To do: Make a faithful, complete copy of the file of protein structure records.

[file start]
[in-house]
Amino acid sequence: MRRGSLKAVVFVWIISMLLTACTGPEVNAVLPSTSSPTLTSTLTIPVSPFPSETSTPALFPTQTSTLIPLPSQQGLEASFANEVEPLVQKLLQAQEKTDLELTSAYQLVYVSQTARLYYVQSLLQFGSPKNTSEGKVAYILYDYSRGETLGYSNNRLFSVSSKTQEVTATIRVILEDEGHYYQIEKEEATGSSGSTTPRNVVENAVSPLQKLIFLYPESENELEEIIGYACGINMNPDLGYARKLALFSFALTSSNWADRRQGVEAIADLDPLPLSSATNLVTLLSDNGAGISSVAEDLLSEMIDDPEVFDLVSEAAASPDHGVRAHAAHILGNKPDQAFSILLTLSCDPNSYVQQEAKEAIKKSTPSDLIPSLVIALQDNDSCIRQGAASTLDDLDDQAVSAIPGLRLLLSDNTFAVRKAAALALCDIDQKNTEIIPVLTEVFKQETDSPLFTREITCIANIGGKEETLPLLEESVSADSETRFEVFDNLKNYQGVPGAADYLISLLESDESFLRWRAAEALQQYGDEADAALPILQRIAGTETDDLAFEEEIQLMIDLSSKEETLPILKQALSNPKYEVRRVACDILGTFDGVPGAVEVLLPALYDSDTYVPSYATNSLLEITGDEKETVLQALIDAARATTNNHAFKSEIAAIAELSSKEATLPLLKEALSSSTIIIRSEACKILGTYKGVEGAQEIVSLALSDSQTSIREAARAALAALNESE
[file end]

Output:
[in-house]
Amino acid sequence: MRRGSLKAVVFVWIISMLLTACTGPEVNAVLPSTSSPTLTSTLTIPVSPFPSETSTPALFPTQTSTLIPLPSQQGLEASFANEVEPLVQKLLQAQEKTDLELTSAYQLVYVSQTARLYYVQSLLQFGSPKNTSEGKVAYILYDYSRGETLGYSNNRLFSVSSKTQEVTATIRVILEDEGHYYQIEKEEATGSSGSTTPRNVVENAVSPLQKLIFLYPESENELEEIIGYACGINMNPDLGYARKLALFSFALTSSNWADRRQGVEAIADLDPLPLSSATNLVTLLSDNGAGISSVAEDLLSEMIDDPEVFDLVSEAAASPDHGVRAHAAHILGNKPDQAFSILLTLSCDPNSYVQQEAKEAIKKSTPSDLIPSLVIALQDNDSCIRQGAASTLDDLDDQAVSAIPGLRLLLSDNTFAVRKAAALALCDIDQKNTEIIPVLTEVFKQETDSPLFTREITCIANIGGKEETLPLLEESVSADSETRFEVFDNLKNYQGVPGAADYLISLLESDESFLRWRAAEALQQYGDEADAALPILQRIAGTETDDLAFEEEIQLMIDLSSKEETLPILKQALSNPKYEVRRVACDILGTFDGVPGAVEVLLPALYDSDTYVPSYATNSLLEITGDEKETVLQALIDAARATTNNHAFKSEIAAIAELSSKEATLPLLKEALSSSTIIIRSEACKILGTYKGVEGAQEIVSLALSDSQTSIREAARAALAALNESE